The Sept. 3 editorial “Let them pump,” criticizing my office’s lawsuit against a large wholesale gasoline supplier, contended that contracts requiring gas station dealers to purchase gas exclusively from one wholesaler are “generally benign,” presumably regardless of conditions in the local market.
But market conditions do matter. Vertically imposed supply restrictions, while perhaps “benign” in a truly competitive market, have great potential to harm competition and raise consumer prices in one dominated by a single large supplier. The unusually high prices at many D.C. pumps should surprise no one.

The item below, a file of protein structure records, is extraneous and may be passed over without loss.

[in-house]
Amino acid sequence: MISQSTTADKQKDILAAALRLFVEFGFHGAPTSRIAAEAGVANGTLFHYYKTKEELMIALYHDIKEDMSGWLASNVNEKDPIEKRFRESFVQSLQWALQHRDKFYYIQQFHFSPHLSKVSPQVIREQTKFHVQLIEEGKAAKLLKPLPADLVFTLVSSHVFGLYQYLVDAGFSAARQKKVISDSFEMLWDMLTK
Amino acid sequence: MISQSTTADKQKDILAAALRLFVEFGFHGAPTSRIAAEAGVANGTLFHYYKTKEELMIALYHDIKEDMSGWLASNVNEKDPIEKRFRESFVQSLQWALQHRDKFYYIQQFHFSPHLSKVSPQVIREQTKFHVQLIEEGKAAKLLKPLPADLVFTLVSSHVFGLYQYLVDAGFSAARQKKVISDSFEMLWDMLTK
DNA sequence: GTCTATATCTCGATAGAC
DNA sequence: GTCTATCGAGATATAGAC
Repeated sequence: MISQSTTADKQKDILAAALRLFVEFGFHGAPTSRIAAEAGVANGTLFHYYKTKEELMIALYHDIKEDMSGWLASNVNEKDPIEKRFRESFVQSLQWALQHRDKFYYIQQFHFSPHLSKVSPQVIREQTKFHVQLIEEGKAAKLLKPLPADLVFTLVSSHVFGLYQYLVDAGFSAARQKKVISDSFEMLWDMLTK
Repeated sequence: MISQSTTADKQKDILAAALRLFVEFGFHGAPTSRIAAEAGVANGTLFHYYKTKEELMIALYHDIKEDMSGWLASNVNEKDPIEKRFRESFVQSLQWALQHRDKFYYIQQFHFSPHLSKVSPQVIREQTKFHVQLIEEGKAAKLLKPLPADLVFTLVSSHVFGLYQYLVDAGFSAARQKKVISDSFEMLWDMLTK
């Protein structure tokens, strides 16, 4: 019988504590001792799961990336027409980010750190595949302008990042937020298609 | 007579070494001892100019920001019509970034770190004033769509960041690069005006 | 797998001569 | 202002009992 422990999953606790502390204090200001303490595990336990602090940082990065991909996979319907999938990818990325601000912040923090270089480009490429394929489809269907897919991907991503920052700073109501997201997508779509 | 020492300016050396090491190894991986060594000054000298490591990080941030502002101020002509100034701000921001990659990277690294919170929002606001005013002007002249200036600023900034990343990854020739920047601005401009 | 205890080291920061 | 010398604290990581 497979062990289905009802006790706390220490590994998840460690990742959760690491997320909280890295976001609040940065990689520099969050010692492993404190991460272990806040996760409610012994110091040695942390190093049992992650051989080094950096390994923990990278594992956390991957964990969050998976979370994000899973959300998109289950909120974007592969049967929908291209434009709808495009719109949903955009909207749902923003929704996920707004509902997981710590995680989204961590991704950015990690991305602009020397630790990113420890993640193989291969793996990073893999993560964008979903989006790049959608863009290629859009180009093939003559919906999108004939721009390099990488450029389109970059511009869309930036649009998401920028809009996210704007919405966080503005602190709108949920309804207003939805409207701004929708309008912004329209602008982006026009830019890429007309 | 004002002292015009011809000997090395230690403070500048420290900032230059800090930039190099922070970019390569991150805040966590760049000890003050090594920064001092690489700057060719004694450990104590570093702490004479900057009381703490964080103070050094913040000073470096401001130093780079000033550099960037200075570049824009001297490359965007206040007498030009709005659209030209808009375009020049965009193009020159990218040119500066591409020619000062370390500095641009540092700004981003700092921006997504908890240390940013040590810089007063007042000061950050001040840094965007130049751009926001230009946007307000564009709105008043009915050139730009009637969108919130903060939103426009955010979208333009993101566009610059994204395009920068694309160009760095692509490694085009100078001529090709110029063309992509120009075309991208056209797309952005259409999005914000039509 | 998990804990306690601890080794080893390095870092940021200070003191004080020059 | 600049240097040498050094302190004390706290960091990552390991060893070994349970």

The District’s lawsuit challenging exclusive supply agreements is brought against a single, large gasoline wholesaler that supplies about 60 percent of the city’s stations, including almost all of the Exxon, Shell and Valero brand stations. The lawsuit alleges that these agreements’ exclusivity provisions violate the express terms of the District’s gasoline marketing law. The task of our office is to enforce the laws of the District, particularly where the goal is to reduce artificially high prices at the pump.
Under these circumstances, it is clearly in the public interest — and well worth using the admittedly limited resources of the District’s Office of the Attorney General — to seek an order preventing this wholesaler from continuing to enforce any exclusive supply agreements that the courts find to be unlawful.
Irvin B. Nathan, Washington
The writer is the D.C. attorney general.